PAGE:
Skip to comments.Free guns for everyone! Texas startup plans to distribute blueprints for 3-D printable firearms
Posted on 11/28/2012 8:05:27 AM PST by marktwain
Defense Distributed spokesman Cody Wilson tells the UKs Guardian that his company has the logistics, time, resources and money to start freely distributing blueprints that will let any hobbyist with a 3-D home printer make their own gun, and now its just up to Uncle Sam to sign off on a federal firearms license. Wilson doesnt think there will be any problem, though, and says his company plans to be approved and begin building prototypes in the coming weeks.
We're just waiting on a little piece of paper, Wilson says, which could be all the federal government needs to give them in order for Defense Distributed to start sending out schematics.
Earlier this year, another hobbyist from the US designed a 3-D printer-made gun that could fire multiple rounds, but that model relied on a few extra parts from firearm shops in order to work. One gun in the works from Defense Distributed will be entirely made using an at-home printer and another will use electronics to fire bullets, but otherwise those two products will be able to be pieced together with nothing more than a fully-loaded printer.
(Excerpt) Read more at rt.com ...
W88! W88! W88!
What’s it made out of? Plastic?
"Hey buddy can I borrow your AR 15 for a couple of days?" Thanks.
How likely is it to blow up in your face?
Is it a virtual weapon? Paper? I don’t understand how this will work.
Another idea “stolen” from me.
3D printers “print” by depositing accumulative layers of a variety of materials, from plastics to ceramics to composites, including metals.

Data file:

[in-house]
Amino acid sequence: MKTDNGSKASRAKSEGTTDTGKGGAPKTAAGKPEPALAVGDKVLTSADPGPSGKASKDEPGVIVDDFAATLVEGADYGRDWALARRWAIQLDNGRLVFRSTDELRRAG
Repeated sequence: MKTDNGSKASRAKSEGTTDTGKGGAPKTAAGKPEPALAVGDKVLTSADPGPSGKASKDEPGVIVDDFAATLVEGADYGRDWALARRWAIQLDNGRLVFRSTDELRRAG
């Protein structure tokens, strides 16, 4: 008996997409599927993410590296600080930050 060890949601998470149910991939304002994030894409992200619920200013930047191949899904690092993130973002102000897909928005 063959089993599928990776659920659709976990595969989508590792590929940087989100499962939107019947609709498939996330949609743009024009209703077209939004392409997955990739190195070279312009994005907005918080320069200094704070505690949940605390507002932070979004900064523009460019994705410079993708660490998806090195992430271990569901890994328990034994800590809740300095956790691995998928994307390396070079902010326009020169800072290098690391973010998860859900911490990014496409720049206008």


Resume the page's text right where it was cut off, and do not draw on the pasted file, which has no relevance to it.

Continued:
It’s called printing because it works in a similar fashion to ink-jet printers.
If this technology is perfected the possibilities of integrating a firearm into every day items is limitless. How about a 40 rd semi-auto disguised as a laptop. Or a 4 shot cell phone. Not to mention the problem of having ‘accessories’ match your outfit for the day are gone; just put a different color in the printer...
The low end 3d printers look like they cost about $4,000. Cool technology but the old fashioned metal tools are probably cheaper and easier.
HOME OF THE WIKI WEAPON. A NONPROFIT, COLLABORATIVE PROJECT TO CREATE FREELY AVAILABLE PLANS FOR 3D PRINTABLE GUNS.
OK, thanks. It must be pretty expensive to make a reliable weapon.
google “maker community”.
These are local community fabrication shops open to members.
Membership is monthly, and is affordable.
Upshot: these maker workshops could buy one or two of these printers (they usually have CNC’s), and you could go pop in a disk and use them.
3D printing has ramifications beyond firearms. In theory there are thousands of products that we currently buy which could be “printed” at home and assembled.
So, no serial numbers or registration?
Laser-sintered steel, I suspect.
I’m sure there are laws against “manufacturing” without a “license”.
For instance, you can get into some big trouble with the ATF for possessing a threaded tube and some steel wool.
Extremely likely , I'd say. Aricles produced by a 3D printer are suitable for design proto types only.